Sunday, October 17, 2010

This Week in Dysfunctional Quebec Politics

I missed several days of Quebec news while hanging out at Mount Holyoke for a conference on "Building Coalitions to Build States."  And a theme emerges: none of the parties here look too good.
  • Gilles Duceppe of the Bloc Quebecois (the separatist party that runs at the federal level) was in DC, trying to sell his cause with the twin messages of the inevitability of a successful referendum on independence and on how good it would be for the US.  The coverage suggests that he was not terribly convincing on either score.  Regarding the latter, it has been historically the case that American leaders have wanted to stay out of this issue, but have also indicated that they would prefer for Canada to stick together.  Quebec separatists tend to forget that the American Civil War continues to make secession rather unpopular.
  • The Parti Quebecois (the provincial separatist party) was riding high until this week.  News of a potential third party emerging proved to be most distressing.  A possible center-right Francophone party immediately polled as well as the PQ.  The striking thing is that the new party would be essentially putting separatism away, trying to focus on governance.  That a non-separatist Francophone party would immediately divide the PQ vote suggests that much of the support for the PQ is not about separatism but (justified) frustration with the province's Liberal Party.  This means that pushing on separatism would actually not be the way to go.  Hmmm.
  • Which brings us to the Liberals of Quebec.  They have called a special session of the National Assembly to push through the reforms to the language laws governing education (which I have discussed frequently here).  One columnist here has tried to figure out whether this tactic reflects that the party is sneaky or stupid, arguing for the former.  That is, did the Liberals screw up the legislative calendar or are they trying to sneak the legislation through in a way that minimizes controversy?  I would argue it is a mix of both, as they have to figure out a way to sell out their Anglophone supporters not too obviously without providing too much meat for the PQ to chew over.  The Liberals have clearly governed too long, making everyone tired of them, and looking for a change.  The problem, as the discussion above suggests, is that the alternative (the PQ) is not very attractive.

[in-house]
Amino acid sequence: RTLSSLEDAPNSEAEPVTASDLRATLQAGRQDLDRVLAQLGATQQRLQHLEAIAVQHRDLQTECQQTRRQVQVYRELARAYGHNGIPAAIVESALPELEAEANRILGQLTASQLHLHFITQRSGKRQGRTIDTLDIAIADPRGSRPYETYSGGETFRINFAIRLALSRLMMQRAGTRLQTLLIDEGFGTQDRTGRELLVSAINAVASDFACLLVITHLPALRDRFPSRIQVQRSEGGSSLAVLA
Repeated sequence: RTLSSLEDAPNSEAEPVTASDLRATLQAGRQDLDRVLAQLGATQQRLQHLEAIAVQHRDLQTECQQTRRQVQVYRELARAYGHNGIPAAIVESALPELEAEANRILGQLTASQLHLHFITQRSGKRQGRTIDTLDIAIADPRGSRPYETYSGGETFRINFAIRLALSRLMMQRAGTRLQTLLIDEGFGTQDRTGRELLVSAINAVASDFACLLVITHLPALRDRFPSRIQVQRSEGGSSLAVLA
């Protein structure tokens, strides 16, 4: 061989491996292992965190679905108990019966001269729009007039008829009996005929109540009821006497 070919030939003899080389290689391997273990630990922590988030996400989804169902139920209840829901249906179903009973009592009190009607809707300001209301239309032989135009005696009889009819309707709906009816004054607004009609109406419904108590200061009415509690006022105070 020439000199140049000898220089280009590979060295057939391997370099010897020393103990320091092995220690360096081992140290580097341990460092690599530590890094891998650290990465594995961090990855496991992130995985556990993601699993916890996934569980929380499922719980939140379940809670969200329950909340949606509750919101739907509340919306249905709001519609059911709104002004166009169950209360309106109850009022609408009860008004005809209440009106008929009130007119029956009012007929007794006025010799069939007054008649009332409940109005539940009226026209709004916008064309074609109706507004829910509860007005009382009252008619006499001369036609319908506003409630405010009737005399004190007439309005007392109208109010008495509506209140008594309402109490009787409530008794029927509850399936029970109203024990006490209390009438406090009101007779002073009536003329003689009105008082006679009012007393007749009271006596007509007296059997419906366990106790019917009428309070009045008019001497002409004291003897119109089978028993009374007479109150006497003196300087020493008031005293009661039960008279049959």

While the political ads in the US (I saw more than a few while in Massachusetts) are pretty depressing, I find voting there to be far less depressing than if I had the right to vote here. 

1 comment:

Francois Caron said...

Voting in the US is asking for a large dose of anti-depressor drugs!
Only two parties for so wide apart opinions of a large amount of paramount issues. It's a way to big country. No one can put his arm around it, and none of its issues.

The bottom of this country is falling apart; hope and confidence of high growth is going away, and the becoming fact of making out with a low (normal) growth kill their so famous *pride*. Can't do worst to American!
Post colonial country like France, for instance is in that mess is many decades.